Cromcorp Church Street Ltd. The following will be owned by SEABIL: Dargai Properties Ltd, Sanet Properties Ltd, Glaive Properties Ltd, Gorget Properties Ltd, and Fanion Properties Ltd.

The government property owning and management company. Government Property Services Ltd, which is currently in financial difficulties, with reports that government bailouts or privatisation are imminent, is selling subsidiary GPS Cecil Ltd to the NZI Corporation Ltd for $14 million. It is not clear what Cecil is, but GPS "no longer requires to own" it and "is satisfied with. the consideration, while NZI will be acquiring a future income stream in GPS [Cecil] which will provide a good yield for NZI." What's good for NZI is clearly good for New Zealand.

McCain Foods (NZ) Ltd, owned by McCain Foods Ltd of Canada, has permission to build and run a potato processing plant to be situated at Meadows Road. Wash dyke, Tlmaru. "McCain currently imports french fries into New Zealand." In March 1992, approval was given for McCain Foods (NZ) Ltd to acquire 2.5760 hectares of land near Christchurch for approximately $850,000, and operate a food processing plant on it. McCains received approval to buyout New Zealand Alpine Foods Ltd for $3,810,000 in June 1990. Since then its Washdyke processing plant has been a competitor with. Wattie Frozen Foods for peas, carrots, potatoes and beans for processing. It has initiated largescale plantings of sweetcorn for processing in Canterbury. Most of the processed food is exported. McCains Foods of Canada "has 46 production facilities in nine countries producing convenience foods and frozen vegetables." (Press, 20 December, 1991.)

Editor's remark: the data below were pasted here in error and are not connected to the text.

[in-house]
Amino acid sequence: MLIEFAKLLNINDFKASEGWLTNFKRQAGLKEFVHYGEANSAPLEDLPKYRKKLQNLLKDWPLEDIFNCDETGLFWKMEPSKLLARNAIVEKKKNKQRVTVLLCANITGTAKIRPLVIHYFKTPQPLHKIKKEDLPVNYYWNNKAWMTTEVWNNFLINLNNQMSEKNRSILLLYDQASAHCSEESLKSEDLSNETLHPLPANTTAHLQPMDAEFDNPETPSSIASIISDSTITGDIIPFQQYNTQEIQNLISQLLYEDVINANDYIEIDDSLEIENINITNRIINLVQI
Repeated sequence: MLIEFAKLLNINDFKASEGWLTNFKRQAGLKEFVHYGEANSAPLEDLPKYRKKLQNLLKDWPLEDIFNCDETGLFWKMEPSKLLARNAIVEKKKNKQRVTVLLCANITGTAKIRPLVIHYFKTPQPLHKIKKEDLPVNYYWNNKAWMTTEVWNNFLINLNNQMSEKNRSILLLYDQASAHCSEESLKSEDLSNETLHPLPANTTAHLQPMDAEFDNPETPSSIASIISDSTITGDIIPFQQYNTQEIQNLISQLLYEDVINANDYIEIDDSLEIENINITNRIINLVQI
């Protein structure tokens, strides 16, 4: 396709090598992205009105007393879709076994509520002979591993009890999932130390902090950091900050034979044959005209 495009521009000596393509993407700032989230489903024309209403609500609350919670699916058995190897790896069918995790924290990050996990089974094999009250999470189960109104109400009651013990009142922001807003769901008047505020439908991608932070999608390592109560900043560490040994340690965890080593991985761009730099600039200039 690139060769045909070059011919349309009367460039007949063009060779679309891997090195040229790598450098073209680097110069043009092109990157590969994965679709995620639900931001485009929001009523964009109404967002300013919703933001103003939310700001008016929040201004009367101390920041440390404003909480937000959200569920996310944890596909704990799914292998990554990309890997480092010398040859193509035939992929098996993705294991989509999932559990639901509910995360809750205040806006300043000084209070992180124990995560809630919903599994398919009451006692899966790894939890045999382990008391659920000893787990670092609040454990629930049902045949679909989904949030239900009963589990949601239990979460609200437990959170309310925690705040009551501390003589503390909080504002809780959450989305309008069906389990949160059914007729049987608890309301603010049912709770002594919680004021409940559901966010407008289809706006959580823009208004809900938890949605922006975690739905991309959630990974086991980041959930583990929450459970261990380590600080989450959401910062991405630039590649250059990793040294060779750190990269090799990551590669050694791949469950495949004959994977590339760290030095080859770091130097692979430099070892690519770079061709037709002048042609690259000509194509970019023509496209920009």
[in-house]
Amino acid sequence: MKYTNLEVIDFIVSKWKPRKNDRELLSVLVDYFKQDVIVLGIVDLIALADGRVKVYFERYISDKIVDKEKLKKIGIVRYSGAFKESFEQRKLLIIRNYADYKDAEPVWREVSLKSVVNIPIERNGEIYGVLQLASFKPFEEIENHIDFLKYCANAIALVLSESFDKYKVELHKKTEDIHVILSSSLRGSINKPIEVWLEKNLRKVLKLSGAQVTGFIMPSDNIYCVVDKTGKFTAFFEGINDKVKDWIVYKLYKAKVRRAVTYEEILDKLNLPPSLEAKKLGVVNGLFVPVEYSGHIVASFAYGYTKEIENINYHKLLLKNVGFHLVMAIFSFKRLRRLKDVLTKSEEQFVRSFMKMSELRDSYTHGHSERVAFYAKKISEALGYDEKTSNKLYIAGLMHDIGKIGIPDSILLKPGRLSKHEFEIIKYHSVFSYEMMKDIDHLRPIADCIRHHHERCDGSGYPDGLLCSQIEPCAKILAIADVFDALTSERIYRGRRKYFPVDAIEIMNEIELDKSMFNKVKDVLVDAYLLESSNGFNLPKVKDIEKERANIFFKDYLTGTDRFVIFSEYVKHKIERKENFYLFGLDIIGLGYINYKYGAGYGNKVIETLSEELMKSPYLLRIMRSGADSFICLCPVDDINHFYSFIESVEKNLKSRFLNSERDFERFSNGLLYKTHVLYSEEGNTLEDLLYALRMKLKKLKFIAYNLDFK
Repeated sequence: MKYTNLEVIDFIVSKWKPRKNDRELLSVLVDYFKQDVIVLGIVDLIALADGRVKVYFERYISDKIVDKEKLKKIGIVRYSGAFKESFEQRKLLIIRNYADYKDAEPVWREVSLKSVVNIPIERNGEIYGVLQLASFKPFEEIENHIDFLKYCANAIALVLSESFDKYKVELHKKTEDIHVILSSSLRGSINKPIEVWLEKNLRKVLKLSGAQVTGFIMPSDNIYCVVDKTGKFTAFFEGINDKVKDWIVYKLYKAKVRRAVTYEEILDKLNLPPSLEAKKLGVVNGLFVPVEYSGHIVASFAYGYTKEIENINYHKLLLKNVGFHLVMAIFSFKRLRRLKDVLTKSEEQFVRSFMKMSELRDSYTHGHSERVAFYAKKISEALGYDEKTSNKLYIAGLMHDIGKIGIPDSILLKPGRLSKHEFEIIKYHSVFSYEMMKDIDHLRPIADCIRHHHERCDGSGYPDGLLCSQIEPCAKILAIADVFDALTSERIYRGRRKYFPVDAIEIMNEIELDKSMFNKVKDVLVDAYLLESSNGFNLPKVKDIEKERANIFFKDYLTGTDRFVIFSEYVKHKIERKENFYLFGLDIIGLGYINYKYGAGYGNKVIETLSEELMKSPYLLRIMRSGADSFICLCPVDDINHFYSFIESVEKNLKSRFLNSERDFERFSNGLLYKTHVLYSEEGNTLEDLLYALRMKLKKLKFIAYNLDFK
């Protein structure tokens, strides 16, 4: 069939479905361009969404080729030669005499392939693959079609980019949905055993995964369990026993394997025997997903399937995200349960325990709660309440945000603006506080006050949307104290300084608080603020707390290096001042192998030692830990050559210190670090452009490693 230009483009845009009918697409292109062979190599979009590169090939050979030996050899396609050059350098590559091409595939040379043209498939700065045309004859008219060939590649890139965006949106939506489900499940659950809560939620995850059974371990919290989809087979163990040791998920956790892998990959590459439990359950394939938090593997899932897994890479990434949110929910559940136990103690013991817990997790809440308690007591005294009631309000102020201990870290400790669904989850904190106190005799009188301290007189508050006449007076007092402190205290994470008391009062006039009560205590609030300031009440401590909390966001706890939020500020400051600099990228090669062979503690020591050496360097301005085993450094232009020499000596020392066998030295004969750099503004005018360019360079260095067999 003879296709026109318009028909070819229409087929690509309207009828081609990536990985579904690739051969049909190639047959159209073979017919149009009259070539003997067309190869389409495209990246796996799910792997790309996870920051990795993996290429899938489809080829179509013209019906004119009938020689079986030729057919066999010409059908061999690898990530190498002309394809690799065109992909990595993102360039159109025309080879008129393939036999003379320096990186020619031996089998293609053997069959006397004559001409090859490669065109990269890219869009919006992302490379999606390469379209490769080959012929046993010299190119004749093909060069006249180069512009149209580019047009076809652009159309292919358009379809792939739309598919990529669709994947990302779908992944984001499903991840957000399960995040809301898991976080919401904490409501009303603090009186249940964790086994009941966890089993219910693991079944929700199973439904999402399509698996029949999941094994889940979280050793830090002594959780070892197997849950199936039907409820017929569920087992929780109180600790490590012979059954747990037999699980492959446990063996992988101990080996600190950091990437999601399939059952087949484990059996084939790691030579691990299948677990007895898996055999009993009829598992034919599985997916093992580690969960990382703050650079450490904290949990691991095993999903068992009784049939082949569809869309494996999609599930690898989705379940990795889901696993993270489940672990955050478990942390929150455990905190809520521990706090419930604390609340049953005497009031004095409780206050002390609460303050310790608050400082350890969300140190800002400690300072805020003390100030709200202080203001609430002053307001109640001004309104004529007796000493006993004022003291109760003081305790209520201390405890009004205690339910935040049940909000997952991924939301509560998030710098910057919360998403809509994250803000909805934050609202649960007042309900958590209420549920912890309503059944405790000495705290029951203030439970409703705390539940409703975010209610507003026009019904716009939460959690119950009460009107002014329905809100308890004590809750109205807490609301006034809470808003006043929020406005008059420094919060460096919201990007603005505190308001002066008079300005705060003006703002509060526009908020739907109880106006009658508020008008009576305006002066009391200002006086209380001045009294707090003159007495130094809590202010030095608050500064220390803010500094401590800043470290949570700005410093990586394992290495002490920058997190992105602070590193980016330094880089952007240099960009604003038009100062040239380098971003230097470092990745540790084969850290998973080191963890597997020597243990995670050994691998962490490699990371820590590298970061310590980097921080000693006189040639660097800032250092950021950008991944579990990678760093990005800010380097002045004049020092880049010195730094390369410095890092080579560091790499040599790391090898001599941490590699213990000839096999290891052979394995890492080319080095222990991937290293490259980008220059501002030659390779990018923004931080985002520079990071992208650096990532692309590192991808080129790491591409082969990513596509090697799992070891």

Juken Nissho Ltd (85 per cent owned by Juken Sangyo Ltd and 15 per cent by Nissho Iwai Corporation both of Japan) has permission to build a timber mill to produce principally timber and plywood products at Matawhero, near Glsborne. The mill will cost $50 million and will process timber from "Juken's substantial forestry resources in the region." To increase those substantial resources, J uken


A lack of resources means the Overseas Investment Commission is not vetting foreign buyers of New Zealand land and assets, says the Campaign Against Foreign Control of Aotearoa,

The group monitors the monthly decision sheets issued by the corn" mission, which is a branch of the Reserve Bank.

The commission is responsible for the processing of all investment applications worth more than $10 million made by foreign individuals or companies. .

The secretary, Mr

Murray said that for rive

years the group had been appealing

against deletions from the sheets issued by the commission. The Chief . Ombudsman, Mr John Robertson, recently upheld deletions for the period January to November 1992.

He commented on the commission's statutory obligation to collect the required information from foreign investor applicants.